George W. Cobb
Mount Holyoke College

Newsletter for the Section on Statistical Education
Volume 1, Number 2 (Summer 1995)

In 1990 the Mathematical Association of America invited the ASA to collaborate in forming an ad hoc joint committee on undergraduate statistics. The committee, which has roughly two dozen members, holds two open meetings a year: one at the Joint Mathematics Meetings in January, and one at the Joint Statistics Meetings in August.

Here are some of the group's activities:

1991 MAA's Curricular Action Project made statistics the subject of one of its five focus groups (See Steen, 1992 for the group's report).

1992 Conference Board of the Mathematical Sciences Chairs' Colloquium: George Cobb presented the recommendations of the Focus group.

1993 Joint Mathematics Meetings:

(a) Mary Parker organized and chaired a contributed paper session, "Using data in the teaching of statistics."

(b) In a joint effort with the Statistics in the Liberal Arts Workshop (SLAW), Don Bentley, Robin Lock, Tom Moore, Mary Parker, and Jeff Witmer presented a minicourse on teaching statistics.

1995 Joint Mathematics Meetings: Robert Hayden and Mary Parker organized and chaired a contributed paper session, "Making statistics come alive."

1993-5 STATS Project. NSF-funded workshops for mathematicians who teach statistics.

The STATS workshops.

The MAA's STATS project (Statistical Thinking and Teaching Statistics) was designed for mathematicians, who teach statistics but who do not have recent or advanced training in the subject, in order to introduce them to some recent developments in statistics, especially those that distinguish statistics from mathematics. Each workshop is run by a coordinator and two presenters, all nationally known statisticians committed to education and actively involved in applied work. Funding is provided by a grant to the MAA from the Division of Undergraduate Education of the National Science Foundation.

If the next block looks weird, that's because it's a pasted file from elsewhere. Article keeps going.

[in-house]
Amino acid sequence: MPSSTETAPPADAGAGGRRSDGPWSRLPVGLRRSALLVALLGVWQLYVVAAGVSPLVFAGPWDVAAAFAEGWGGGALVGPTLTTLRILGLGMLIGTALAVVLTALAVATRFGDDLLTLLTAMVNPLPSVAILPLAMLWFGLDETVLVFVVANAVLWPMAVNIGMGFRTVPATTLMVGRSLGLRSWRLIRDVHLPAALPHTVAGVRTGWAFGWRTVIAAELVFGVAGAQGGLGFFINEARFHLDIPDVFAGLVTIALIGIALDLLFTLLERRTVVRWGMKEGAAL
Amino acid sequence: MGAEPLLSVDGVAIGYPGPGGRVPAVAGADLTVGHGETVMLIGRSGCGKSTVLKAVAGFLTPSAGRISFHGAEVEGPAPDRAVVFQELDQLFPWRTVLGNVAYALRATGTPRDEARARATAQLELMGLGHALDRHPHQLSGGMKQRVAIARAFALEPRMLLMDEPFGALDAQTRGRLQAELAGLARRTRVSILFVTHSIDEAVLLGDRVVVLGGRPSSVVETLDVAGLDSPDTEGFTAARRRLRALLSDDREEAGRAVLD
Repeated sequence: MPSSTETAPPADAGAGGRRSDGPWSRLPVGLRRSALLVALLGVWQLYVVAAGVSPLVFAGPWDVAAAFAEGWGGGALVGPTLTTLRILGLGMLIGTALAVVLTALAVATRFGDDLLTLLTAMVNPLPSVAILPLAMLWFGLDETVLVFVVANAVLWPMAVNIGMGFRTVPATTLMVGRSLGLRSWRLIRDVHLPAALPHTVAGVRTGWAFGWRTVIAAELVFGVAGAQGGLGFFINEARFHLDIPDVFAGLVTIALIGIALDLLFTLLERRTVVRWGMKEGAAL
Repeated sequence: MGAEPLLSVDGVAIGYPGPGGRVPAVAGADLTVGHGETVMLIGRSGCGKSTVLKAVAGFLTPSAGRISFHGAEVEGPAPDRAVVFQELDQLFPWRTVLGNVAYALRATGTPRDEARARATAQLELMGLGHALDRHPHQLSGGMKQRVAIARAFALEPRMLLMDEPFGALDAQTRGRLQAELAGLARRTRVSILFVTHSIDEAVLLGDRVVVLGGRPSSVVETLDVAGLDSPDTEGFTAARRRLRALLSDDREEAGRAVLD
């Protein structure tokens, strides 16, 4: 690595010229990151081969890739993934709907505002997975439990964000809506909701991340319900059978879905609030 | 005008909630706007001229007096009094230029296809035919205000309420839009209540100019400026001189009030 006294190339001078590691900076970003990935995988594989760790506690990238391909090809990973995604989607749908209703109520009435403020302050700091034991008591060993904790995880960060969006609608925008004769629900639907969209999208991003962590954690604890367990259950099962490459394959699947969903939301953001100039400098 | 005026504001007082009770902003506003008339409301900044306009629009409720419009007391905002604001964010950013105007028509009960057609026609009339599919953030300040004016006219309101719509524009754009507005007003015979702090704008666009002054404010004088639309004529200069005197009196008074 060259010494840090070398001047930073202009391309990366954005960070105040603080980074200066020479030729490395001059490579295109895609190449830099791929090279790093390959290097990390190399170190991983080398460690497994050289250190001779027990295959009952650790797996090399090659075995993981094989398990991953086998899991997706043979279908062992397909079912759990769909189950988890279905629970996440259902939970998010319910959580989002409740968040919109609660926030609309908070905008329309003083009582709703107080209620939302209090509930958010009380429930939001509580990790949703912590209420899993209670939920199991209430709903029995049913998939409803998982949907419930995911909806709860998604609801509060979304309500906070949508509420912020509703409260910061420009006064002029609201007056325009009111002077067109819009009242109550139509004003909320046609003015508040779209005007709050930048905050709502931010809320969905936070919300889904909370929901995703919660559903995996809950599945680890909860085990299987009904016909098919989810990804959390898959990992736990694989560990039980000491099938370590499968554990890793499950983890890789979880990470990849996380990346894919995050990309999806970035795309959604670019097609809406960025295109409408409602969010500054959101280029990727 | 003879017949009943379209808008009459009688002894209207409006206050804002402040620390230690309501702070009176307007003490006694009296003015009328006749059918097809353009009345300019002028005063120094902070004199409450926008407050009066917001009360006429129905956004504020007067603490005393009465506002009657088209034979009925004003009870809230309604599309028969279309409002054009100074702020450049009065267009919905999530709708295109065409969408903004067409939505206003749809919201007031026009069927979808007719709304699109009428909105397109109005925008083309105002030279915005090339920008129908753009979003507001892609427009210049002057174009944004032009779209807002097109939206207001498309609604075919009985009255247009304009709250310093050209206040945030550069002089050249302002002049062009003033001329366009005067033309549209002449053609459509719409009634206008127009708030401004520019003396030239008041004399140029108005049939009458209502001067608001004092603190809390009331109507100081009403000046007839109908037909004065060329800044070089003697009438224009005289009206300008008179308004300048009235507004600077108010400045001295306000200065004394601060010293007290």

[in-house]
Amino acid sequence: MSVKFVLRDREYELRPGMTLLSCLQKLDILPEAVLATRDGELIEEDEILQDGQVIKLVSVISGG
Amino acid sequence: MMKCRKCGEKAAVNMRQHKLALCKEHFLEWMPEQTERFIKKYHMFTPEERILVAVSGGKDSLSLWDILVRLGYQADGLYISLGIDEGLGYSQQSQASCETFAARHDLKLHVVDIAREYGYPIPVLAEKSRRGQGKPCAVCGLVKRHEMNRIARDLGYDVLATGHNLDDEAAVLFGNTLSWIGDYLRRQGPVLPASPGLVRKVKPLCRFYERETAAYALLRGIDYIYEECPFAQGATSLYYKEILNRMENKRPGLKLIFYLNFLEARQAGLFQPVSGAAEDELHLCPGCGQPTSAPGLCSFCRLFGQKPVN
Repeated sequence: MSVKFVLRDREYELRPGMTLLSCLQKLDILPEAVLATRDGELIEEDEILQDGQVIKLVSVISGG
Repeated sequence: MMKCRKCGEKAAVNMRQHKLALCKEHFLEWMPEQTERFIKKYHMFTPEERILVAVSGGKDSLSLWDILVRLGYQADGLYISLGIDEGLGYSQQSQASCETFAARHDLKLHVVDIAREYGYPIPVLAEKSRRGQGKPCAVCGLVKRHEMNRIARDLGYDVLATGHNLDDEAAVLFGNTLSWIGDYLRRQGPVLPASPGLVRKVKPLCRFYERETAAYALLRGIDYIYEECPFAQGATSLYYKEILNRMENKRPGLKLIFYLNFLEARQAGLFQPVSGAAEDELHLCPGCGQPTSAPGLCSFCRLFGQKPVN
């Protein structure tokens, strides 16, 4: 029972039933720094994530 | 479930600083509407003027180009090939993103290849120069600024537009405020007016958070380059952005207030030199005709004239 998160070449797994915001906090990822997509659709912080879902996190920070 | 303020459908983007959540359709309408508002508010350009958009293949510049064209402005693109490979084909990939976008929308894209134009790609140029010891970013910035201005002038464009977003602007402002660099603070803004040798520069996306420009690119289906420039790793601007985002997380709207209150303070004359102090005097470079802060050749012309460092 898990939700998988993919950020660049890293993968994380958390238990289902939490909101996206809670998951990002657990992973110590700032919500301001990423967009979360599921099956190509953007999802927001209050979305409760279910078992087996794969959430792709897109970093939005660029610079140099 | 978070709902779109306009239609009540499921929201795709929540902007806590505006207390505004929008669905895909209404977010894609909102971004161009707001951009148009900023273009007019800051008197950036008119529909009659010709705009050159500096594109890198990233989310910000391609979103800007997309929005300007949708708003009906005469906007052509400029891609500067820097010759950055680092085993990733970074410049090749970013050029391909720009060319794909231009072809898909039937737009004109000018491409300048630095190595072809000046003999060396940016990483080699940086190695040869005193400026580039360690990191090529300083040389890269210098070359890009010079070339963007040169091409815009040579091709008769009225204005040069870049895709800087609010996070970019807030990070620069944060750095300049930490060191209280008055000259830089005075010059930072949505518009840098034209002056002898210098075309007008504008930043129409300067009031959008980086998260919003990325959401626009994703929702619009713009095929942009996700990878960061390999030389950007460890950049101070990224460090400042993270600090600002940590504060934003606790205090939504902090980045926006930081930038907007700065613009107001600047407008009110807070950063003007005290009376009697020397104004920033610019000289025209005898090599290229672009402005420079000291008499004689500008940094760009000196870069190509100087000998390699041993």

In all, nine regional workshops have been funded: two were held in 1993 and three in 1994, with four more planned for summer 1995. For the three years combined, we have received about 500 applications for the 216 available places. The number and nature of the applications we received has been a gratifying confirmation that there is a need for the workshops, and that the intended audience can indeed be reached. The vast majority of the applicants (roughly 90%) have met our two main criteria: they are (1) involved in teaching statistics to undergraduates, but (2) without recent or formal training in statistics. Roughly half of the applicants have had no post-baccalaureate training in the subject at all. (Surely no other subject in the sciences is so often taught by those with so little training in the subject.)

For further reading:

Albers, D.J., D.O. Loftsgaarden, D.C. Rung, and A.E. Watkins, eds., Statistical Abstract of Undergraduate Programs in the Mathematical Sciences and Computer Science in the United States: 1990-91 CBMS Survey, MAA Notes No. 23. Washington, DC: Mathematical Association of America.

Cobb, G.W. (1993). "Reconsidering Statistics Education: A National Science Foundation Conference," Journal of Statistics Education, v.1, No. 1.

Gordon, F. and S. Gordon, eds. (1992). Statistics for the Twenty First Century, MAA Notes No. 26. Washington: Mathematical Association of America.

Hoaglin, D.C. and D.S. Moore, eds.(1992). Perspectives on Contemporary Statistics, MAA Notes No. 21. Washington: Mathematical Association of America.

National Research Council (1994). Modern Interdisciplinary University Statistics: Proceedings of a Symposium. Washington: National Academy Press.

Steen, L. A. (1992). Heeding the Call for Change: Suggestions for Curricular Action, MAA Notes No. 22. Washington: Mathematical Association of America.

For additional information contact

George W. Cobb
Department of Mathematics, Statistics, and Computer Science
Mount Holyoke College
South Hadley, MA 01075
Phone: (413) 538-2401
FAX: (413) 538-2239

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